4 things you should expect from your translator – and why it matters

Businesspeople commissioning a translation may not always know what they can expect. The best translators can do a really excellent job for you, and you should insist on it. Here are 4 things you should expect from your translator.

1) Translate only into their mother tongue

Crafting fresh, crisp, completely natural prose in a foreign language is hard. Very hard. Only native speakers with a flair for writing have an ear for nuance, for what sounds right, for which words go together and which don’t.

Sooner or later, someone translating into a foreign language will use a phrase out of place or write something unintentionally ambiguous, distracting the readers from your intended message with a linguistic slip. It could be enough to sow doubts in their mind about how serious you are about quality.

It’s true that translating into a foreign language can be the only option in some cases. For example, Mongolian-to-Greek translators must be a rare breed, so they can be excused for translating Greek to Mongolian too. It’s also true that plenty of native speakers don’t write that well.

But if you aim to persuade or sell, to impress or entertain, then the skill of the best native speaker offers you the surest chance of success.

2) Use consistency-checking software

Translators focus closely on every word: it’s a very concentrated job. But translators are humans, and humans have a limited short-term memory. So when we read through our text, we might not realise that we’ve translated a term in one way on page 1 and in another way on page 11. Or that we’ve spelled the same word differently in two places.

But your customer might.

Unless, that is, we employ software tools – terminology checkers and editing consistency programmes – that handle this for us.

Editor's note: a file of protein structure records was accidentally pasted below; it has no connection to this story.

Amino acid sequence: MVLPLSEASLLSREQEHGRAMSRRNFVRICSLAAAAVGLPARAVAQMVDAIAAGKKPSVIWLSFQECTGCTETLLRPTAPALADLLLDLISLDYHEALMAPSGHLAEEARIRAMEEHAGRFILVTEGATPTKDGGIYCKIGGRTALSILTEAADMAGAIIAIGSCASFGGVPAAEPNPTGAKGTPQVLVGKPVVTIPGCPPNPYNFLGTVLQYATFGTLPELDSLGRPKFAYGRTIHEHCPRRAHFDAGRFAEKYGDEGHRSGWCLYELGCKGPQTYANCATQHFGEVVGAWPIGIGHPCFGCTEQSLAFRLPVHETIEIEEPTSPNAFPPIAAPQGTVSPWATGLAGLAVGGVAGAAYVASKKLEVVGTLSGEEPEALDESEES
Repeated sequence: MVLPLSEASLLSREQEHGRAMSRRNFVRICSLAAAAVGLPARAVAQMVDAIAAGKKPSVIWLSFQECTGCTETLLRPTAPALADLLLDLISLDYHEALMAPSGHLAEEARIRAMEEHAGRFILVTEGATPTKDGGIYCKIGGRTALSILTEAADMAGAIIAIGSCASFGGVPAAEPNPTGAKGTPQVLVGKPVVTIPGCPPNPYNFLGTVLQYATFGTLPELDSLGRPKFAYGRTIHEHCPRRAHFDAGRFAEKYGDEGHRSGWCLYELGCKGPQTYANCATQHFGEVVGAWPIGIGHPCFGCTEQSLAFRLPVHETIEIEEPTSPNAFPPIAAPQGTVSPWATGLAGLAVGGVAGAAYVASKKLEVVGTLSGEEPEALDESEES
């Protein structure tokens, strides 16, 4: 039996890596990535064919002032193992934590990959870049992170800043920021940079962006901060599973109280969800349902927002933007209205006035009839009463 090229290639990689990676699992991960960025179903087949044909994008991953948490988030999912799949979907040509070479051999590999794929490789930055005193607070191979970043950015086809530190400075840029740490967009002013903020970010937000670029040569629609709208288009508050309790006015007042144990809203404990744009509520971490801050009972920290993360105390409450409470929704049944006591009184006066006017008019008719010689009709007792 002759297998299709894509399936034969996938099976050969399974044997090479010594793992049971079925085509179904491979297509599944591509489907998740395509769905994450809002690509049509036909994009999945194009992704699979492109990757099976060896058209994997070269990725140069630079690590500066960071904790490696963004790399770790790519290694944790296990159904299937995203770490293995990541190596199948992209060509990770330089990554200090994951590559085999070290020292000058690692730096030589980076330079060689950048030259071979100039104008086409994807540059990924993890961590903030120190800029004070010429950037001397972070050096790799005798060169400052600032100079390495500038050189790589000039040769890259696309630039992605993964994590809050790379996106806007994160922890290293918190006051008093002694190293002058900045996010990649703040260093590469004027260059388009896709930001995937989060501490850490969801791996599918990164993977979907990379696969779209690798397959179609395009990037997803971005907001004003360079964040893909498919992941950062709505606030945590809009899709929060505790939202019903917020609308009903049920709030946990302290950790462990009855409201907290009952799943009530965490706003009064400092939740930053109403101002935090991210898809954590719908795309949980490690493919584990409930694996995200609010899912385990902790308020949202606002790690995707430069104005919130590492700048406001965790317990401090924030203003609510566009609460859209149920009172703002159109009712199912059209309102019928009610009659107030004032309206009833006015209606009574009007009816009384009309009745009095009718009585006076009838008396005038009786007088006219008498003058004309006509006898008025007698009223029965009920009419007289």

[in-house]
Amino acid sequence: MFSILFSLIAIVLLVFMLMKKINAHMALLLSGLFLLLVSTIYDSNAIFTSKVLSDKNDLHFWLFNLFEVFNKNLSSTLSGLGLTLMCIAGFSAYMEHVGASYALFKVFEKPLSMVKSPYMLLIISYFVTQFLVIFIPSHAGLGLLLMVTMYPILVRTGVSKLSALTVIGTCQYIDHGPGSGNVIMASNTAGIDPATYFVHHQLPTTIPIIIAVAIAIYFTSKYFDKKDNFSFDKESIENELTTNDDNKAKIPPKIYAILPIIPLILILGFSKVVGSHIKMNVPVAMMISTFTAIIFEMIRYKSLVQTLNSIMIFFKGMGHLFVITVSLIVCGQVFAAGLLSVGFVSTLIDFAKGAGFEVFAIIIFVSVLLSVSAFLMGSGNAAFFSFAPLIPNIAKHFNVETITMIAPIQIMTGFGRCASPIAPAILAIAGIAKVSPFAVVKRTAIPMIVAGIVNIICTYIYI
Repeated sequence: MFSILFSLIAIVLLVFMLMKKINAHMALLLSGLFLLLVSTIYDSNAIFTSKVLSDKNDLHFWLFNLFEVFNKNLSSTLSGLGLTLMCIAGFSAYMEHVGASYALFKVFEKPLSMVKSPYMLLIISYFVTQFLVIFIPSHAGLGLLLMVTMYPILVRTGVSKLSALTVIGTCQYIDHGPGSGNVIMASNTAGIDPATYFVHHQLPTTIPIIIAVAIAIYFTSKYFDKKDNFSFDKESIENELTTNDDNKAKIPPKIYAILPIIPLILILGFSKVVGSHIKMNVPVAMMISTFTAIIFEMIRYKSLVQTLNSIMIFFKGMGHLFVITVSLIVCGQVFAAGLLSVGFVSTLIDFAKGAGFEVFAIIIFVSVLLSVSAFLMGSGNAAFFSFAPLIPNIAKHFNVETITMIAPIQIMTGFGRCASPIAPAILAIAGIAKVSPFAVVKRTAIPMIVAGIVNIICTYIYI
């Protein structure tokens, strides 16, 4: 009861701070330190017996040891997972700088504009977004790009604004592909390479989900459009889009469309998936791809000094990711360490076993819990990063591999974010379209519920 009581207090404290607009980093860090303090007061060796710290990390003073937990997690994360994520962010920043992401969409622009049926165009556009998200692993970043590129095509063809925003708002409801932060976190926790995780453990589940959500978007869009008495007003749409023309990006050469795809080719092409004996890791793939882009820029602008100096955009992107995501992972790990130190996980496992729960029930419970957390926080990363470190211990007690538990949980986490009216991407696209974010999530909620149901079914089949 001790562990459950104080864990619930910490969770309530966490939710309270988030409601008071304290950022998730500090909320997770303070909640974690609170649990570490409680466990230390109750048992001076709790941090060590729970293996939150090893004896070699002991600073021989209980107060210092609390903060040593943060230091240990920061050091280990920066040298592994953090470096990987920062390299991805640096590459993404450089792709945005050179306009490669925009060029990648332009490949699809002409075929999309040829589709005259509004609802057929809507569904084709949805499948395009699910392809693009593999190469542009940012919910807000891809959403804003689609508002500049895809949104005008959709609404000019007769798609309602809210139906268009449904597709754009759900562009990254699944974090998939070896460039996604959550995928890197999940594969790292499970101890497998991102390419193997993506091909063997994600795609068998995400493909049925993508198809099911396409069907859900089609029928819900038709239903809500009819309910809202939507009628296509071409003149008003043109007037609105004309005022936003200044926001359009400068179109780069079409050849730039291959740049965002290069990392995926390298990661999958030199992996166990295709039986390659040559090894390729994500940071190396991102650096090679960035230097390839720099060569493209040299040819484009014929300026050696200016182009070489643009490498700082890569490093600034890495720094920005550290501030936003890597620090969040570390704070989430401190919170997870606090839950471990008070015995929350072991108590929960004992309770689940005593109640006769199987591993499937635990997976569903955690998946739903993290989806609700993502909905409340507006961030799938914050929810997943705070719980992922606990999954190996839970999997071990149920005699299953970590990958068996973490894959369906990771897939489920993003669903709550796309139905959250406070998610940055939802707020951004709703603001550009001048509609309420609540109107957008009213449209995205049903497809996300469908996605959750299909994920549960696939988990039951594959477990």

Translators who use them can assure you a higher quality text that will get your message across more effectively and help maintain your reputation.

3) Ask questions

Some words have more than one shade of meaning (and the finer points can often be very important, especially when you’re trying to shape a brand image). Some sentences are simply not clear – the people who wrote them knew exactly what they meant but didn’t realise that others might interpret them differently or might not know all the background context.

So your translator will probably need to clarify a few points. They’ll ask a question or two.

Having to answer these queries may seem like a pain, but the translator is actually looking out for your interests. If a question goes unasked, the translation may contain an error or give the wrong impression. Better to address the issue straight away than publish a mistake.

Translators who never ask probably just resort to guesswork.

4) Adapt the translation where necessary

Your original text may contain cultural references that readers of the translation would not understand. Perhaps its wordplay simply does not transfer.

In situations like these, a good translator will use their creative skills to adapt the translation to include a different play on words or a reference that resonates with the readers while still making perfect sense in the context.

Just because it cannot be translated literally does not mean that it cannot be translated at all.

We’re nearly done, but here’s a bonus 5th thing you should expect from your translator.

A good translator can write attractively and engagingly. There is no reason whatsoever why a translation should feel awkward or disjointed; if the reader can tell that it’s a translation, then it wasn’t translated well enough.

There is no such thing as “only a translation”; your overseas readers deserve more – and so do you.

Your business may depend on it.